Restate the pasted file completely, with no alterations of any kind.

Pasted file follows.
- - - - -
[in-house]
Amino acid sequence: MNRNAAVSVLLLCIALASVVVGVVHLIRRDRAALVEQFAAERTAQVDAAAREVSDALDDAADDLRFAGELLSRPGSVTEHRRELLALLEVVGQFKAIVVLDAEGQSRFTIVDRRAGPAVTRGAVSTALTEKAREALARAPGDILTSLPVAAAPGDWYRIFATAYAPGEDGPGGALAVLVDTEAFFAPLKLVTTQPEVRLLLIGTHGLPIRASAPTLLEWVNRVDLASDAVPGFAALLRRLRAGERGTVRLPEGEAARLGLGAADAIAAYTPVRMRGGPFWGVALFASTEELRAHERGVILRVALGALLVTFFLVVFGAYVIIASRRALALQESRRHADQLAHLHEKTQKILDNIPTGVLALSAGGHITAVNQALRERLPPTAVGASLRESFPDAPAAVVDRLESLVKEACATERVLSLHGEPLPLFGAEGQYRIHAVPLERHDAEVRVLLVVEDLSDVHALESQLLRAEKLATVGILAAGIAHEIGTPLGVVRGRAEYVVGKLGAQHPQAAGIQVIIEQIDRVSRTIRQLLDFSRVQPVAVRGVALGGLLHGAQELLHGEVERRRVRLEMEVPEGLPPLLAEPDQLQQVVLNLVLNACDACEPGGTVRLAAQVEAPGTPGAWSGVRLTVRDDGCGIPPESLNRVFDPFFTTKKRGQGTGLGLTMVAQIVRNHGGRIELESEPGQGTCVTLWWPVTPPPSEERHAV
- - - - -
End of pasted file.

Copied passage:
[in-house]
Amino acid sequence: MNRNAAVSVLLLCIALASVVVGVVHLIRRDRAALVEQFAAERTAQVDAAAREVSDALDDAADDLRFAGELLSRPGSVTEHRRELLALLEVVGQFKAIVVLDAEGQSRFTIVDRRAGPAVTRGAVSTALTEKAREALARAPGDILTSLPVAAAPGDWYRIFATAYAPGEDGPGGALAVLVDTEAFFAPLKLVTTQPEVRLLLIGTHGLPIRASAPTLLEWVNRVDLASDAVPGFAALLRRLRAGERGTVRLPEGEAARLGLGAADAIAAYTPVRMRGGPFWGVALFASTEELRAHERGVILRVALGALLVTFFLVVFGAYVIIASRRALALQESRRHADQLAHLHEKTQKILDNIPTGVLALSAGGHITAVNQALRERLPPTAVGASLRESFPDAPAAVVDRLESLVKEACATERVLSLHGEPLPLFGAEGQYRIHAVPLERHDAEVRVLLVVEDLSDVHALESQLLRAEKLATVGILAAGIAHEIGTPLGVVRGRAEYVVGKLGAQHPQAAGIQVIIEQIDRVSRTIRQLLDFSRVQPVAVRGVALGGLLHGAQELLHGEVERRRVRLEMEVPEGLPPLLAEPDQLQQVVLNLVLNACDACEPGGTVRLAAQVEAPGTPGAWSGVRLTVRDDGCGIPPESLNRVFDPFFTTKKRGQGTGLGLTMVAQIVRNHGGRIELESEPGQGTCVTLWWPVTPPPSEERHAV